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Thursday, September 9, 2004

What insiders say the insiders are saying.

The Campaign Desk at the Columbia Journalism Review keeps an eye on the campaign coverage for you — including the "insider's bible" of political journalism, the super-expensive National Journal. And what are the insiders saying about the polls and the trends in this year's presidential election? Steve Lovelady describes the analysis of Charlie Cook, National Journal's pollster:

Cook writes that Clinton White House political director Doug Sosnick has determined that in the four most recent presidential re-election campaigns (Carter, Reagan, Bush Sr. and Clinton) the incumbent's job-approval ratings were showing clear and unambiguous by June, at which point the public had its mind made up about whether to re-elect the incumbent. If that theory holds up ... President Bush's 48 percent approval rating (the number has not wavered since March) will not be enough to win re-election in a two-way race and may not be enough to win even in a three-way race.

Polls suggest that Americans have come to see the war with Iraq and U.S. policies in the Mideast as inadvertently increasing the threat of terrorism in the United States. ...

[Democrats] will gain little by attacking Bush's character. Among swing voters, there is a real openness to attacks on Bush's decisions and priorities. Attacks on Bush's character, however, can backfire and shift undecided voters to his side .... Bush's re-election is in extreme dangers because of the decisions, priorities and actions of his administration, not because of strategic or tacticial missteps made at the Bush-Cheney '04 headquarters in Arlington, Va. ...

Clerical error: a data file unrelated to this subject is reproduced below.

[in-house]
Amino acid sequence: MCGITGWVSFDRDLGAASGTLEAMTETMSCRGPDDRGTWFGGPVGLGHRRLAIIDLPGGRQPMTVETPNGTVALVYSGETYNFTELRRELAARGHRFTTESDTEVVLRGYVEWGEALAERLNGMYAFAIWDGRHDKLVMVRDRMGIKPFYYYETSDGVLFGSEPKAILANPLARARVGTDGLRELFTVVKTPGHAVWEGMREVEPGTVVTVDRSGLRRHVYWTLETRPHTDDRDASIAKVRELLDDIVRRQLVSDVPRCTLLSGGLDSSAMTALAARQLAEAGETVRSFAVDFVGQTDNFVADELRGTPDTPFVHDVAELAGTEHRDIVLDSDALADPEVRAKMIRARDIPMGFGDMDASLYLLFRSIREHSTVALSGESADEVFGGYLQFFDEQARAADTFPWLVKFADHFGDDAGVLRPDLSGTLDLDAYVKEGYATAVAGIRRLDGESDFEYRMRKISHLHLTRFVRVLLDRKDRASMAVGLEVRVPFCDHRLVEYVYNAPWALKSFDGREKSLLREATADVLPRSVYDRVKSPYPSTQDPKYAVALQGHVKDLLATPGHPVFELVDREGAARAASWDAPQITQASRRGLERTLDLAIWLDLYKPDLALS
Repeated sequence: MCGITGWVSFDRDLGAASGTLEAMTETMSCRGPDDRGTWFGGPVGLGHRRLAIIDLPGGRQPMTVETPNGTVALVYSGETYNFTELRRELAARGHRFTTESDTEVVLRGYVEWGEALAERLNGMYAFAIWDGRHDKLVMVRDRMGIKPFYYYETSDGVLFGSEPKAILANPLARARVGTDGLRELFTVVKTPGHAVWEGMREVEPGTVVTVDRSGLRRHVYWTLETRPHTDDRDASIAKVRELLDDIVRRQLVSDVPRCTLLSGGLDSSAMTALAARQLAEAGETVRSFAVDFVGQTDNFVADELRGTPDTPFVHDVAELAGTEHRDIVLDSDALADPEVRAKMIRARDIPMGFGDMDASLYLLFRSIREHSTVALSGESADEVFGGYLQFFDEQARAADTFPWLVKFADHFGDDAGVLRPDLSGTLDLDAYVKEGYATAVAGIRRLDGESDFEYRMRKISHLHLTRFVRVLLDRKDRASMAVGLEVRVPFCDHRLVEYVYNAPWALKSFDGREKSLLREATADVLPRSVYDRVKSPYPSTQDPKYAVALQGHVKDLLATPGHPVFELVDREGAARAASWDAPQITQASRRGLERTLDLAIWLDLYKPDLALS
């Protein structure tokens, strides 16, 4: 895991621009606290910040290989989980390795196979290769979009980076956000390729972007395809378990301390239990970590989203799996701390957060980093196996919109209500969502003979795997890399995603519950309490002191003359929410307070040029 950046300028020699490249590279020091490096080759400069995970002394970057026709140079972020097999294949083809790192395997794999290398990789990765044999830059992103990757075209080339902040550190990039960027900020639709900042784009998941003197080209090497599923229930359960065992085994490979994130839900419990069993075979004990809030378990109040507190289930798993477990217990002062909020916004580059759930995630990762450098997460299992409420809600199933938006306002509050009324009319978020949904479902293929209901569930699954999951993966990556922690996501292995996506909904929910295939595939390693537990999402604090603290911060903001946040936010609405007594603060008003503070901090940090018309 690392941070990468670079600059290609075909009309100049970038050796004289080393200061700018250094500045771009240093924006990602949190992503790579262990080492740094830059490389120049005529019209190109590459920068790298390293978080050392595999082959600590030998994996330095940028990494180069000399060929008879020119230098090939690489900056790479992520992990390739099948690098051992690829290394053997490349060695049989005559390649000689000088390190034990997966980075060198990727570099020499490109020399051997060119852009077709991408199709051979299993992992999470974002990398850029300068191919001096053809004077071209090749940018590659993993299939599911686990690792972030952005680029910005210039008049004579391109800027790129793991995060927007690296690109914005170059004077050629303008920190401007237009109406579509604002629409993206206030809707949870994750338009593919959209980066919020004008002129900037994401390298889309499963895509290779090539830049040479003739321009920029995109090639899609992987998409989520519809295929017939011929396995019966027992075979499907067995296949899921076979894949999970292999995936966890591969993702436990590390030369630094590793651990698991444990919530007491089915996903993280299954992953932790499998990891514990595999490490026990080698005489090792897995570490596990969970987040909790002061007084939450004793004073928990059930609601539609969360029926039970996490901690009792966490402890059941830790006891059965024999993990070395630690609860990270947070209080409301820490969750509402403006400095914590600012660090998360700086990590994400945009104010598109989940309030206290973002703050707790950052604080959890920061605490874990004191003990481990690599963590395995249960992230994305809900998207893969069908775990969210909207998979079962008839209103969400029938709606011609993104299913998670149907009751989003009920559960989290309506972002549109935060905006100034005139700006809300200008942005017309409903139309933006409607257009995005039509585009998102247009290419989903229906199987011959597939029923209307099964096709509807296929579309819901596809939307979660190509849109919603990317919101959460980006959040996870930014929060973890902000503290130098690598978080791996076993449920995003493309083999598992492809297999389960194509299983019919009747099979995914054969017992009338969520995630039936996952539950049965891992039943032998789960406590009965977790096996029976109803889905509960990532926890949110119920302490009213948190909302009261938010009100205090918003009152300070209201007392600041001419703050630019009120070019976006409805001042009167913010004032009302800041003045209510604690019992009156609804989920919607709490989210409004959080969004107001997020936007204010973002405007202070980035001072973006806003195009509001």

Offsetting that,

Some observers think that if Kerry had as much personality as most ashtrays, he would have been ahead by 10 points even before picking Edwards or holding his national convention. Although that assessment is probably a bit harsh, Kerry has had trouble connecting with voters on a personal and emotional level. ...

[A] simple test tells us a lot about how this race may unfold in the coming months. Ask yourself how many people you know who voted for Gore in 2000 but who are planning to vote for Bush this year. Then ask yourself how many Bush 2000 voters are planning to vote for Kerry. Outside of the pro-Israel community, there are very, very few Gore voters who appear likely to defect to Bush. But most people can name Bush voters who appear ready to switch their allegiance to Kerry. ...

Voters in 10 states, led by Ohio, Pennsylvania and Florida, in that order, says Cook, will determinte the outcome of the election. Filling out the list of make-or-break states are Iowa, Missouri, Minnesota and Wisconsin in the Midwest, Nevada and New Mexico in the Southwest, and little ol' New Hampshire, which, Cook says, just might at long last "get to play a real role in a general election."

There you have it. Mrs Philocrites and I are likely to take a few days sometime before the election to volunteer in Ohio or Pennsylvania. You can, too. Meanwhile, bite your nails daily at the visually gripping Electoral Vote Predictor. I sure do. (Thanks for the tip, Rebecca!)

Copyright © 2004 by Philocrites | Posted 9 September 2004 at 5:28 PM

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